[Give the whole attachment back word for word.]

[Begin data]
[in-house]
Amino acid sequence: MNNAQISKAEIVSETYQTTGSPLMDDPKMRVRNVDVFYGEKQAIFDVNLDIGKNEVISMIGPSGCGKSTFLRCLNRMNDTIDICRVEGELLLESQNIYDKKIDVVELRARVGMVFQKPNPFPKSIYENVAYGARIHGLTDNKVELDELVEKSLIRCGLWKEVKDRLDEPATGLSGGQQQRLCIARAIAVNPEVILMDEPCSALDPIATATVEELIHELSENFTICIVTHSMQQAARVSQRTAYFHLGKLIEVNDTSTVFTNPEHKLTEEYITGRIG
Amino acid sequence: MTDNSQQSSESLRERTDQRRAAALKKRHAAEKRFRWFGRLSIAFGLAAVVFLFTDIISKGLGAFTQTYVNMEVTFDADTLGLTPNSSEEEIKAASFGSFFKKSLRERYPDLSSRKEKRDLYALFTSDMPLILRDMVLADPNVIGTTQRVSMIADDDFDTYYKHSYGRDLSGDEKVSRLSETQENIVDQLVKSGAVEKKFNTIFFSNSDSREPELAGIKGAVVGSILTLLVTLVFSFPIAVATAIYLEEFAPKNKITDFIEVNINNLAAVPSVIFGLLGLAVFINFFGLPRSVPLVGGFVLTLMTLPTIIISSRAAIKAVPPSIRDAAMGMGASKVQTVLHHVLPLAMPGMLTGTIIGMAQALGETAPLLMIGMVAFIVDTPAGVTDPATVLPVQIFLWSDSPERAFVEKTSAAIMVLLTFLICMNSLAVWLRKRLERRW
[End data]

[in-house]
Amino acid sequence: MNNAQISKAEIVSETYQTTGSPLMDDPKMRVRNVDVFYGEKQAIFDVNLDIGKNEVISMIGPSGCGKSTFLRCLNRMNDTIDICRVEGELLLESQNIYDKKIDVVELRARVGMVFQKPNPFPKSIYENVAYGARIHGLTDNKVELDELVEKSLIRCGLWKEVKDRLDEPATGLSGGQQQRLCIARAIAVNPEVILMDEPCSALDPIATATVEELIHELSENFTICIVTHSMQQAARVSQRTAYFHLGKLIEVNDTSTVFTNPEHKLTEEYITGRIG
Amino acid sequence: MTDNSQQSSESLRERTDQRRAAALKKRHAAEKRFRWFGRLSIAFGLAAVVFLFTDIISKGLGAFTQTYVNMEVTFDADTLGLTPNSSEEEIKAASFGSFFKKSLRERYPDLSSRKEKRDLYALFTSDMPLILRDMVLADPNVIGTTQRVSMIADDDFDTYYKHSYGRDLSGDEKVSRLSETQENIVDQLVKSGAVEKKFNTIFFSNSDSREPELAGIKGAVVGSILTLLVTLVFSFPIAVATAIYLEEFAPKNKITDFIEVNINNLAAVPSVIFGLLGLAVFINFFGLPRSVPLVGGFVLTLMTLPTIIISSRAAIKAVPPSIRDAAMGMGASKVQTVLHHVLPLAMPGMLTGTIIGMAQALGETAPLLMIGMVAFIVDTPAGVTDPATVLPVQIFLWSDSPERAFVEKTSAAIMVLLTFLICMNSLAVWLRKRLERRW